One of the core principles in my consulting business is that for every action, there’s the opposite reaction. Typically the conversation focuses on big trends and their opposites over time, but the premise exists side by side in our daily moments.
I just posted in Smart Sensuality biological science suggesting that revenge isn’t as fundamental to our being as altruism. Cultural Creatives hope and pray that the essence of human nature, as evidenced by science, raises us above a typically religious view of our depraved condition. See Science Redefines Innate Human Behavior.
The Wall Street Journal just brought me back to earth with a feature that belongs in my Real or Surreal trend, with Using the Internet for ‘Webtribution’.
For much of human history, exacting retribution on your enemies—as opposed to fantasizing about it—was too much of a hassle for most people to bother with. It involved duels, poison or, at the very least, clever rumors that took ingenuity to create and patience to spread. By the time you had devised a revenge plot, you typically had cooled off and come to your senses.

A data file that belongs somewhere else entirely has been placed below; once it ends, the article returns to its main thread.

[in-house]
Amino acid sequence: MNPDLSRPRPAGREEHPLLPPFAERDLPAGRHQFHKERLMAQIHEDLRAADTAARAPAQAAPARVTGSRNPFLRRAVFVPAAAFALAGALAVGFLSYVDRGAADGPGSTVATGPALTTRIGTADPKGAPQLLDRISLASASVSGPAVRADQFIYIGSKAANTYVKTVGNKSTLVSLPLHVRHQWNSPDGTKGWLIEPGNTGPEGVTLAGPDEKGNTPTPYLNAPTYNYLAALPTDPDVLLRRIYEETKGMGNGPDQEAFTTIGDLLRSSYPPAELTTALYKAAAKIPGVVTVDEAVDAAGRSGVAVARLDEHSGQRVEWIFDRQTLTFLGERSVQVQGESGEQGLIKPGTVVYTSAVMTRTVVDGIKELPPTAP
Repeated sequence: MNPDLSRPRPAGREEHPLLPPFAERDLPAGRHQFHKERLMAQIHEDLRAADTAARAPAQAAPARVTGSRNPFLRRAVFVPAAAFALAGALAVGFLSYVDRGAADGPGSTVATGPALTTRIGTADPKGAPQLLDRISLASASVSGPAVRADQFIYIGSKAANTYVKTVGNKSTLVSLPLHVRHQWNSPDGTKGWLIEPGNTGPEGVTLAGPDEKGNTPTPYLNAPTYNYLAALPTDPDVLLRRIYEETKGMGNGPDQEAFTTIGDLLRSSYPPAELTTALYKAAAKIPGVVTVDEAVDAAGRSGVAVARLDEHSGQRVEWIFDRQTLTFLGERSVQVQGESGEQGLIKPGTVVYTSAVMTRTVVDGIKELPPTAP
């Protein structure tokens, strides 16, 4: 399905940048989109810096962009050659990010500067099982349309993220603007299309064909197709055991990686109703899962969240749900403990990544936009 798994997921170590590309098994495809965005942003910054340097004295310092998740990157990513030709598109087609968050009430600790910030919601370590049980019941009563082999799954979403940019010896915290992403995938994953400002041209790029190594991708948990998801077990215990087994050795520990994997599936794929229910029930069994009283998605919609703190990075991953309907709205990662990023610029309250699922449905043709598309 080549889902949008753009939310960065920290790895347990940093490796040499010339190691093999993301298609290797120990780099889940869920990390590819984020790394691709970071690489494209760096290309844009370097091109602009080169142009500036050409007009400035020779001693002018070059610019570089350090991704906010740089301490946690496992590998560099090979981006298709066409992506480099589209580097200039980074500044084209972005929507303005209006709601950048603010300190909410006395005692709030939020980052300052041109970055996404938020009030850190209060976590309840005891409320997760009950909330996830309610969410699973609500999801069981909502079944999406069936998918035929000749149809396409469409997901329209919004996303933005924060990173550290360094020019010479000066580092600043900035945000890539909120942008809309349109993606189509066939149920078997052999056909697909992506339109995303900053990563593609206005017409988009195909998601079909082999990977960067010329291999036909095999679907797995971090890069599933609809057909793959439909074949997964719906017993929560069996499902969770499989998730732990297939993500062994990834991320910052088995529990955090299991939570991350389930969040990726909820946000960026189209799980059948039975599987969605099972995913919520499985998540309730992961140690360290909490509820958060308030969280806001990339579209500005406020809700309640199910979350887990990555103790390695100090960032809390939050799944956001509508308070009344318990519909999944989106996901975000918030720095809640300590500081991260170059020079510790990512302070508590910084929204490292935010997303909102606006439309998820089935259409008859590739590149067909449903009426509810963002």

That’s not the case anymore. Thanks to the Internet, vengeance—let’s call it “Webtribution”—is easier, and nastier, than ever. And it’s also a whole lot more prevalent. The Internet permits us to be impulsive and anonymous. It requires a minimum amount of work: You can ruin someone’s life while sitting on the couch watching TV. And it provides a maximum amount of pain. Read on. Anne